Korva Coleman

Korva Coleman is a newscaster for NPR.

In this role, she is responsible for writing, producing, and delivering national newscasts airing during NPR's newsmagazines All Things Considered, Morning Edition, and Weekend Edition. Occasionally she serves as a substitute host for Weekend All Things Considered, and Weekend Edition.

Before joining NPR in 1990, Coleman was a staff reporter and copy editor for the Washington Afro-American newspaper. She produced and hosted First Edition, an overnight news program at NPR's member station WAMU-FM in Washington, D.C.

Early in her career, Coleman worked in commercial radio as news and public affairs directors at stations in Phoenix and Tucson.

Coleman's work has been recognized by the Arizona Associated Press Awards for best radio newscast, editorial, and short feature. In 1983, she was nominated for Outstanding Young Woman of America.

Coleman earned a Bachelor of Arts degree from Howard University. She studied law at Georgetown University Law Center.

This one probably isn't over yet. A local Georgia chapter of the Ku Klux Klan applied for permission to conduct regular trash clean ups along a state road, as part of the Adopt-A-Highway program. In exchange, Georgia usually posts a couple of small road signs honoring volunteers. This group's sign would read: IKK Realm of GA, Ku Klux Klan.

It would get your attention.

Under rain clouds, thousands of people turned out in Moscow to protest newly (re) elected President Vladmir Putin and his new efforts to quash dissent.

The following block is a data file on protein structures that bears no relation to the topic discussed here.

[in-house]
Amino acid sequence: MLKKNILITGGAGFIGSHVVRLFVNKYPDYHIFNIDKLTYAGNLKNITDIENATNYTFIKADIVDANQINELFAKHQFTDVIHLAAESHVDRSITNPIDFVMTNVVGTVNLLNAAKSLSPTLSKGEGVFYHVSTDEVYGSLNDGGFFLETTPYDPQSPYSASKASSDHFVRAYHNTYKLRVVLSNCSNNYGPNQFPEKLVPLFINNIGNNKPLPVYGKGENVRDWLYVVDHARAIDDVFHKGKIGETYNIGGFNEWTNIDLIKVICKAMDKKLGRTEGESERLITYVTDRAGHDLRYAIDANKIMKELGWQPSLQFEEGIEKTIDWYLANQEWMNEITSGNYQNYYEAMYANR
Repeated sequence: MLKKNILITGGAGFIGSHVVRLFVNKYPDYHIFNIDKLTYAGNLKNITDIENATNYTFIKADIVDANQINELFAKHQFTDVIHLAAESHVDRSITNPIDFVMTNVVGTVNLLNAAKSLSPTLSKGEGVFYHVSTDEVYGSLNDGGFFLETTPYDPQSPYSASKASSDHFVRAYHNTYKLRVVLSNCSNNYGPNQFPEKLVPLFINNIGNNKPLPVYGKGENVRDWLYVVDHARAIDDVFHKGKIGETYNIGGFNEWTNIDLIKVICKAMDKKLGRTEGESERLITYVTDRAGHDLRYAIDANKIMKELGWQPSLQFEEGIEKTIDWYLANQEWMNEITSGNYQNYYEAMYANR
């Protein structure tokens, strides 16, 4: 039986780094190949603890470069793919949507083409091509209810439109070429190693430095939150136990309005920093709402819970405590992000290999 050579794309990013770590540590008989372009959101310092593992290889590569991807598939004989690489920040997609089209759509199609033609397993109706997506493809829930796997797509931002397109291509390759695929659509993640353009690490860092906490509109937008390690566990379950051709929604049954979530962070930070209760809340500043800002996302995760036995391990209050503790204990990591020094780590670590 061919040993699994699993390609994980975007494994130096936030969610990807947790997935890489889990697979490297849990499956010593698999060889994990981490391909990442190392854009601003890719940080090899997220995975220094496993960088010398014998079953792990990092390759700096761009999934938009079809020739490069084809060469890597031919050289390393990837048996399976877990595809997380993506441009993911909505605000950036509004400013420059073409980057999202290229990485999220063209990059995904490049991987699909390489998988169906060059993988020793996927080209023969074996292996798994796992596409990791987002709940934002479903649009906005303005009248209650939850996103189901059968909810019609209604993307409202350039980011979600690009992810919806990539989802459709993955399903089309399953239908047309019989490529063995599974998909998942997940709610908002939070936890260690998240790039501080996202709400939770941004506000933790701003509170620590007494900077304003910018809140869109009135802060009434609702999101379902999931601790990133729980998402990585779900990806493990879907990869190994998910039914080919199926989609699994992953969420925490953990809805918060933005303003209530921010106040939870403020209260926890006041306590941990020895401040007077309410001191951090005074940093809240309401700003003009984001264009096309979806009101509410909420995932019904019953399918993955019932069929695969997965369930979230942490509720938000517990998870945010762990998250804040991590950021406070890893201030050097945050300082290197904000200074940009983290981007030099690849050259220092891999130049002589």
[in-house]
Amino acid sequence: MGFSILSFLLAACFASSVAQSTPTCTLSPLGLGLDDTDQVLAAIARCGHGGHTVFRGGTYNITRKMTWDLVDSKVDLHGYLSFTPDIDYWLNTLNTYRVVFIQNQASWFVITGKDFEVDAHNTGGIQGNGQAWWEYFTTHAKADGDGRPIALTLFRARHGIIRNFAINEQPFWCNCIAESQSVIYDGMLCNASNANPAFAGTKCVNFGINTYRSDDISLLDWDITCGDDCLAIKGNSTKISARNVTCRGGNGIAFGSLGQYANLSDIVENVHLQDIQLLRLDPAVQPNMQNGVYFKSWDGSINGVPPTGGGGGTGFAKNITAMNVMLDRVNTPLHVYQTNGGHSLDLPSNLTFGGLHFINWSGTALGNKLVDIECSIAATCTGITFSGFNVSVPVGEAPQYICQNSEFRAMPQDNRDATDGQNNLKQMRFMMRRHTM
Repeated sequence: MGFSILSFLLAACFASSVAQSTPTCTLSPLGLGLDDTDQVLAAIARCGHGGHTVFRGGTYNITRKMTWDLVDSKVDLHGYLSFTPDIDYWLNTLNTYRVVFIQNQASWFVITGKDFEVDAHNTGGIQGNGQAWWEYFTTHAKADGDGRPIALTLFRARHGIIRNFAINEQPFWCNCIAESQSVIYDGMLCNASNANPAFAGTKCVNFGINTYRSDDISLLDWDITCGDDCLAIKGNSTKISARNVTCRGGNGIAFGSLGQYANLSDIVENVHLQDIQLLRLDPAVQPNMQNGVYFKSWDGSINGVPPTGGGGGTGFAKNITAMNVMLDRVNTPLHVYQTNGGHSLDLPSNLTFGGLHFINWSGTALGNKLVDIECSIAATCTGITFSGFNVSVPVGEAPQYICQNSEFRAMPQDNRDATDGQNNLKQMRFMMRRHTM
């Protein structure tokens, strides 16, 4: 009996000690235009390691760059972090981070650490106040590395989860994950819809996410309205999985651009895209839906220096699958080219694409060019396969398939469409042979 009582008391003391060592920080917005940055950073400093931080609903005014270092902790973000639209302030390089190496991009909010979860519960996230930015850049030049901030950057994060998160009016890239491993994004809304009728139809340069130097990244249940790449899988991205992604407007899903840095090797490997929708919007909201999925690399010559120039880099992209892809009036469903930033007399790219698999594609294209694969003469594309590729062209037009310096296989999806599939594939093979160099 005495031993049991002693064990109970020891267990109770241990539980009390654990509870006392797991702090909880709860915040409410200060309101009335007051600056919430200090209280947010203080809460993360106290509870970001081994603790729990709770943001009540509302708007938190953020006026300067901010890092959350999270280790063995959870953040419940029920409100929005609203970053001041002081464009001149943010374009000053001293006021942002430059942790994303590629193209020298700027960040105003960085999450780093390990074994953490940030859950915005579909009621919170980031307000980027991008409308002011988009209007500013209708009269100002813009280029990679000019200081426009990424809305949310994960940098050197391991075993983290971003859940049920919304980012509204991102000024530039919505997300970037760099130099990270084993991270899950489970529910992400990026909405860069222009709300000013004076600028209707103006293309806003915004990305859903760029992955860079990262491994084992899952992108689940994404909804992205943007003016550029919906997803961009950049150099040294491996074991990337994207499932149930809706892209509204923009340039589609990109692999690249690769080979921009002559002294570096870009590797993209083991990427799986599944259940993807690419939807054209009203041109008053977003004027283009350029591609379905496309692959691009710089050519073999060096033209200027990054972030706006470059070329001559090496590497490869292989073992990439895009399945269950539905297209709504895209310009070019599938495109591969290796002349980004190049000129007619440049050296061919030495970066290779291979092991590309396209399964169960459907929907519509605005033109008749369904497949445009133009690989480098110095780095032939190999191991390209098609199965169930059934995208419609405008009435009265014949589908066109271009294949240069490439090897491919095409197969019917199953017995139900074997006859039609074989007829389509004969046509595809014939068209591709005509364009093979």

Before the huge rally even got off the ground, Russian authorities searched the apartments of opposition leaders and demanded they show up for questioning today, one hour before the demonstration was supposed to start, notes VOA.

Fighting has escalated in western Myanmar, formerly known as Burma, between stateless Rohingya Muslims and ethnic Rakhine Buddhists, who are the country's predominant religious group. President Thein Sein has declared a state of emergency and sent in army troops.

Good morning, here are some of the top stories we're following:

Syrian Children Are Being Killed, Tortured And Used As Shields, U.N. Says.

Special And Primary Elections Today in Six States. (ABC)

The accused killer of Florida teenager Trayvon Martin goes back to court June 29. That's when a judge will review whether to increase the bail amount for George Zimmerman. He returned to prison over the weekend after his bond was revoked last week. The judge determined Zimmerman and his wife hadn't told the full truth about how much money they had, and were able to pay a lower bail.

Vocalist Eduard Khil, a beloved Russian musician who found worldwide fame through an unlikely internet musical clip, died this week after suffering a stroke. He was 77.

Barely a day after she competed in the Miss USA beauty contest, Miss Pennsylvania Sheena Monnin tore off her sash and fired a scorching resignation:

"In good conscience I can no longer be affiliated in any way with an organization I consider to be fraudulent, lacking in morals, inconsistent, and in many ways trashy."

Trashy? There's a surprising perjorative from a woman who says on Facebook she's spent a decade associated with the pageant.

Here's a nightmare come true: a group of Indian villagers were gathered for a festival last month when they were attacked by a swarm of large, biting spiders. They're hairy, have fangs, and apparently latch on when they sink their teeth into their prey.

Calling Peter Parker.

Good morning: if it's Tuesday, somebody somewhere is voting. Here are some stories we're following:

Decision Day Arrives In Wisconsin.

Six States Hold Primary Elections For House Races. (Politico)

Reports: Drone Strike Targeted Al-Qaida's 'Leading Propagandist'.

Good morning! We're looking at these stories today:

For The Record, Basically, It's Romney.

Liberia's Charles Taylor Sentenced To 50 Years.

Britain's Highest Court Approves Extradition Of Wikileaks Founder Julian Assange To Sweden. (AP)